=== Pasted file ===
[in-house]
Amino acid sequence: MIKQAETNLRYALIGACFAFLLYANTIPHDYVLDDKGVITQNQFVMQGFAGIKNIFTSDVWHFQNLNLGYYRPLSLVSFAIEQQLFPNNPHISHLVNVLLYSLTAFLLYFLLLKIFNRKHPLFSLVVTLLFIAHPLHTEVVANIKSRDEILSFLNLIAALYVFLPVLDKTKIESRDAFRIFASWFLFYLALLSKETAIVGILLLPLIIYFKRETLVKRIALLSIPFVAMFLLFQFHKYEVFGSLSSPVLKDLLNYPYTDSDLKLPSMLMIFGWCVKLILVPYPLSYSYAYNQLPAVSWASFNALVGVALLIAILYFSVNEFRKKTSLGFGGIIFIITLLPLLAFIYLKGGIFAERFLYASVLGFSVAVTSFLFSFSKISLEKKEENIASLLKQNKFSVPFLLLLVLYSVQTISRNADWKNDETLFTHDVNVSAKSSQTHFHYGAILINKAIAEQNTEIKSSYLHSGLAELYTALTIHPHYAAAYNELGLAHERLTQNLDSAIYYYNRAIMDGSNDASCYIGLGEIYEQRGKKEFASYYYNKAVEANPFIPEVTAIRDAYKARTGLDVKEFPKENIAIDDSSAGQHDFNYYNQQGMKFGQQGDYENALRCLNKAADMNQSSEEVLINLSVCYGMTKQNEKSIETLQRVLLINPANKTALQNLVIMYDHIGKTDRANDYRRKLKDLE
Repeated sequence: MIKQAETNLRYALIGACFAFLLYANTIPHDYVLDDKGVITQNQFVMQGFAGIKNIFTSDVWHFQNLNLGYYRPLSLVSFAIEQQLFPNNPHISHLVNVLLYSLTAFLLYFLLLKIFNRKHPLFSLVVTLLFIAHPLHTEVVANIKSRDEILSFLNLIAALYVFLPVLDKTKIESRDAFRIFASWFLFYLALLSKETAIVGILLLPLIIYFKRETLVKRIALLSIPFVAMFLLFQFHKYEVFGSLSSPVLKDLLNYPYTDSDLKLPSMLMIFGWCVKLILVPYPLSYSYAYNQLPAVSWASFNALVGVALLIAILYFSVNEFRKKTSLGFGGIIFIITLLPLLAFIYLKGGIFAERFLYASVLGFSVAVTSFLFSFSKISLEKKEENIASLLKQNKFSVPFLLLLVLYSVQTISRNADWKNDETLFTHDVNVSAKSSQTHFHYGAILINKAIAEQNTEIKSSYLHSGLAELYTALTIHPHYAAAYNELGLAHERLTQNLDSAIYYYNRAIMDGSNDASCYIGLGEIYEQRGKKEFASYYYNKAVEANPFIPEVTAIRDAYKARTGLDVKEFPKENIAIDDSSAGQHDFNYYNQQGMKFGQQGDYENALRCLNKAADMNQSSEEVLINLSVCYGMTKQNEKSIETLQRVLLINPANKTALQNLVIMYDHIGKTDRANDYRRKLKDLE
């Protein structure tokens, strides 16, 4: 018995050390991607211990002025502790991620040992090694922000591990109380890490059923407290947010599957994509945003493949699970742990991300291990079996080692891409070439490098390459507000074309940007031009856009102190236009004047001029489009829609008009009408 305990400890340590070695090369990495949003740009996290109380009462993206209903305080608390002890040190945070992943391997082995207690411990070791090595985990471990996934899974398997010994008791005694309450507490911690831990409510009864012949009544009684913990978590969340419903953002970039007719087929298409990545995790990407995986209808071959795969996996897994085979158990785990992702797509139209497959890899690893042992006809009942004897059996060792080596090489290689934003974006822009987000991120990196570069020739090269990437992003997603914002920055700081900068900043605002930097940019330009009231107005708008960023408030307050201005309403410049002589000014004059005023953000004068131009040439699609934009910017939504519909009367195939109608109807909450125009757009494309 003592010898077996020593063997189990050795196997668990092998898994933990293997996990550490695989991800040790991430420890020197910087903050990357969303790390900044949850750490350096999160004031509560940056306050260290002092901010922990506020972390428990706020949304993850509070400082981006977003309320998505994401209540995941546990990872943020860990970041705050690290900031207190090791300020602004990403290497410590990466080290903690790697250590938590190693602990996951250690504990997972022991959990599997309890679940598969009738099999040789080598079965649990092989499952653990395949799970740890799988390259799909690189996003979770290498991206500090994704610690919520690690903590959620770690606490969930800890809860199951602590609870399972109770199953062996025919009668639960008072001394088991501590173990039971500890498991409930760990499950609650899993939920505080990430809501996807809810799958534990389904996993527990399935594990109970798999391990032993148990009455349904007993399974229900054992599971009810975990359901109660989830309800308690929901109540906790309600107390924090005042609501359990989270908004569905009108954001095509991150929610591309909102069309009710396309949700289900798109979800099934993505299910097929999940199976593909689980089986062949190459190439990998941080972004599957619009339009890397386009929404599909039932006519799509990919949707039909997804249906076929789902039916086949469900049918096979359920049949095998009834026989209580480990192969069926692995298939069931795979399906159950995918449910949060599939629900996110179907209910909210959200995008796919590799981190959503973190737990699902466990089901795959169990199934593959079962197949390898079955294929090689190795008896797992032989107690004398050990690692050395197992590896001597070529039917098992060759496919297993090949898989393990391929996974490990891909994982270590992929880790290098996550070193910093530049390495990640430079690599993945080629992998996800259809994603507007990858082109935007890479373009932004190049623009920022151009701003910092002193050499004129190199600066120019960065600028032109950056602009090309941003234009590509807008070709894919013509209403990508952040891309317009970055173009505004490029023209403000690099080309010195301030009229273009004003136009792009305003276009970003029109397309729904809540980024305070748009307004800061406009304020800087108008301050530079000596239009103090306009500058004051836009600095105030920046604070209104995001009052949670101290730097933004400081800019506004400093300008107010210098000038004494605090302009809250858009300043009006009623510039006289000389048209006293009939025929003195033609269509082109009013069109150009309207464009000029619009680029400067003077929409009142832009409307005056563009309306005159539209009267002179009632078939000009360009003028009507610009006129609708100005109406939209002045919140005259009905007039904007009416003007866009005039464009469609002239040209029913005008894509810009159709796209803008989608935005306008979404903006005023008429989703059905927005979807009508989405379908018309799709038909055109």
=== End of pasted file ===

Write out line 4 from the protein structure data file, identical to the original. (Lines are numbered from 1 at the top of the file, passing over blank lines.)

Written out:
């Protein structure tokens, strides 16, 4: 018995050390991607211990002025502790991620040992090694922000591990109380890490059923407290947010599957994509945003493949699970742990991300291990079996080692891409070439490098390459507000074309940007031009856009102190236009004047001029489009829609008009009408 305990400890340590070695090369990495949003740009996290109380009462993206209903305080608390002890040190945070992943391997082995207690411990070791090595985990471990996934899974398997010994008791005694309450507490911690831990409510009864012949009544009684913990978590969340419903953002970039007719087929298409990545995790990407995986209808071959795969996996897994085979158990785990992702797509139209497959890899690893042992006809009942004897059996060792080596090489290689934003974006822009987000991120990196570069020739090269990437992003997603914002920055700081900068900043605002930097940019330009009231107005708008960023408030307050201005309403410049002589000014004059005023953000004068131009040439699609934009910017939504519909009367195939109608109807909450125009757009494309 003592010898077996020593063997189990050795196997668990092998898994933990293997996990550490695989991800040790991430420890020197910087903050990357969303790390900044949850750490350096999160004031509560940056306050260290002092901010922990506020972390428990706020949304993850509070400082981006977003309320998505994401209540995941546990990872943020860990970041705050690290900031207190090791300020602004990403290497410590990466080290903690790697250590938590190693602990996951250690504990997972022991959990599997309890679940598969009738099999040789080598079965649990092989499952653990395949799970740890799988390259799909690189996003979770290498991206500090994704610690919520690690903590959620770690606490969930800890809860199951602590609870399972109770199953062996025919009668639960008072001394088991501590173990039971500890498991409930760990499950609650899993939920505080990430809501996807809810799958534990389904996993527990399935594990109970798999391990032993148990009455349904007993399974229900054992599971009810975990359901109660989830309800308690929901109540906790309600107390924090005042609501359990989270908004569905009108954001095509991150929610591309909102069309009710396309949700289900798109979800099934993505299910097929999940199976593909689980089986062949190459190439990998941080972004599957619009339009890397386009929404599909039932006519799509990919949707039909997804249906076929789902039916086949469900049918096979359920049949095998009834026989209580480990192969069926692995298939069931795979399906159950995918449910949060599939629900996110179907209910909210959200995008796919590799981190959503973190737990699902466990089901795959169990199934593959079962197949390898079955294929090689190795008896797992032989107690004398050990690692050395197992590896001597070529039917098992060759496919297993090949898989393990391929996974490990891909994982270590992929880790290098996550070193910093530049390495990640430079690599993945080629992998996800259809994603507007990858082109935007890479373009932004190049623009920022151009701003910092002193050499004129190199600066120019960065600028032109950056602009090309941003234009590509807008070709894919013509209403990508952040891309317009970055173009505004490029023209403000690099080309010195301030009229273009004003136009792009305003276009970003029109397309729904809540980024305070748009307004800061406009304020800087108008301050530079000596239009103090306009500058004051836009600095105030920046604070209104995001009052949670101290730097933004400081800019506004400093300008107010210098000038004494605090302009809250858009300043009006009623510039006289000389048209006293009939025929003195033609269509082109009013069109150009309207464009000029619009680029400067003077929409009142832009409307005056563009309306005159539209009267002179009632078939000009360009003028009507610009006129609708100005109406939209002045919140005259009905007039904007009416003007866009005039464009469609002239040209029913005008894509810009159709796209803008989608935005306008979404903006005023008429989703059905927005979807009508989405379908018309799709038909055109």